NASA extends its Russian space contract

April 10, 2007

NASA has signed a $719 million extension of the International Space Station contract with Russia's Federal Space Agency for services through 2011.

The extension covers crew rotations for 15 crew members, six in 2009, six in 2010 and three in 2011, as well as the delivery and removal of 5.6 metric tons of cargo. U.S. commercial orbital transportation services are still planned to provide the bulk of cargo transportation needs from 2010 and beyond to the space station.

With the modification, the National Aeronautics and Space Administration also is purchasing the capability for Russian spacecraft to carry 1.4 metric tons of NASA cargo to the space station beginning in 2010.

The contract covers work performed in Russia and Kazakhstan, on board the International Space Station, at NASA's Johnson Space Center in Houston, and at NASA's Kennedy Space Center in Florida.

Copyright 2007 by United Press International

Explore further: SpaceX chief envisions 1,000 passenger ships flying to Mars

Related Stories

Recommended for you

Scientists investigate unidentified radio sources

September 28, 2016

(Phys.org)—A team of researchers led by Andrea Maselli of the Institute of Space Astrophysics and Cosmic Physics of Palermo, Italy, has conducted an observational campaign of a group of unassociated radio sources with NASA's ...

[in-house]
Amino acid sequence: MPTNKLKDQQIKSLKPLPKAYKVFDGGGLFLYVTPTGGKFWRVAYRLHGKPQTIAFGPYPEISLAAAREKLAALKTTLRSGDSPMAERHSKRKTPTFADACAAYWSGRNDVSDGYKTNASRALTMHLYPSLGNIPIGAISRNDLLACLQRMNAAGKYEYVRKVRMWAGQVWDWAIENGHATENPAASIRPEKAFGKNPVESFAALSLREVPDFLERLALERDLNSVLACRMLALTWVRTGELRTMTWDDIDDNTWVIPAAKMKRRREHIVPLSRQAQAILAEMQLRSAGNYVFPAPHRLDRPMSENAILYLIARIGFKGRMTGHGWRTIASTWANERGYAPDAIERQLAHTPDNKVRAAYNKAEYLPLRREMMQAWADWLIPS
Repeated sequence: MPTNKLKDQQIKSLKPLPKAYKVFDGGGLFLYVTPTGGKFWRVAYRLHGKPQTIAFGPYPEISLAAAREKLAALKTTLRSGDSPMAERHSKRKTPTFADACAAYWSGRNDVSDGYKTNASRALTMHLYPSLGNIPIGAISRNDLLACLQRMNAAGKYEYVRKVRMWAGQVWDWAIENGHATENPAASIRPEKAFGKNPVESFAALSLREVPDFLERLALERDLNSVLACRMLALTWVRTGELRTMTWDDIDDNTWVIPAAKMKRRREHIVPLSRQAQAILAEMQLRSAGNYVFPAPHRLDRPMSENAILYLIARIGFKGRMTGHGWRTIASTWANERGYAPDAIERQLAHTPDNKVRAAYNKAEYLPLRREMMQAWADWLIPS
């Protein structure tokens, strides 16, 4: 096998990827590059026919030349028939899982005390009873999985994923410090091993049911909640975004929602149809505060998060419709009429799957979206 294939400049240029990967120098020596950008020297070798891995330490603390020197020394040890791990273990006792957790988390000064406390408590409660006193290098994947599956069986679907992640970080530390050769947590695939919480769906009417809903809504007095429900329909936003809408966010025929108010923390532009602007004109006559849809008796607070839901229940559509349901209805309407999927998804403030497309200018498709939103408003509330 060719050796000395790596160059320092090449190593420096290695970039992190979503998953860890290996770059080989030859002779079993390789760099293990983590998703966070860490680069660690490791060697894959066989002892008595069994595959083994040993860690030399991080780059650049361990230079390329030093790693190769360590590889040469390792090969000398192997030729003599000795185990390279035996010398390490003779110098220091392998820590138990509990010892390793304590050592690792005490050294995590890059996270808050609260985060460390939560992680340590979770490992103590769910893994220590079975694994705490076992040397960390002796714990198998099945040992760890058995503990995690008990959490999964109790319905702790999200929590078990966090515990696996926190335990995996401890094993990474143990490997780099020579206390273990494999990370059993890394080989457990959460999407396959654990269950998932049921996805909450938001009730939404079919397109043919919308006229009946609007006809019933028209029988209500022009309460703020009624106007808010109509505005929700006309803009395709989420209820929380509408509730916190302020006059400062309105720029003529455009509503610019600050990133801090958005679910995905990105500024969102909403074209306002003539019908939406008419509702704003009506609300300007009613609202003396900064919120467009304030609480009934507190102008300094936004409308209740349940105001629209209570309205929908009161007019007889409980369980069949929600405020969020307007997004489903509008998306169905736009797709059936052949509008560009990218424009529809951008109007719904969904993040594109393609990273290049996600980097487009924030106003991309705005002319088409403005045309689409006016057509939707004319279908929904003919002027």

The frontier fields: Where primordial galaxies lurk

September 28, 2016

In the ongoing hunt for the universe's earliest galaxies, NASA's Spitzer Space Telescope has wrapped up its observations for the Frontier Fields project. This ambitious project has combined the power of all three of NASA's ...

Research resolves a debate over 'killer electrons' in space

September 28, 2016

New findings by a UCLA-led international team of researchers answer a fundamental question about our space environment and will help scientists develop methods to protect valuable telecommunication and navigation satellites. ...

Kepler watched a Cepheid star boil

September 28, 2016

After four years of continuous monitoring, astronomers detected clear signs of convective cells in a giant pulsating star for the first time using the Kepler space telescope.

0 comments

Please sign in to add a comment. Registration is free, and takes less than a minute. Read more

Click here to reset your password.
Sign in to get notified via email when new comments are made.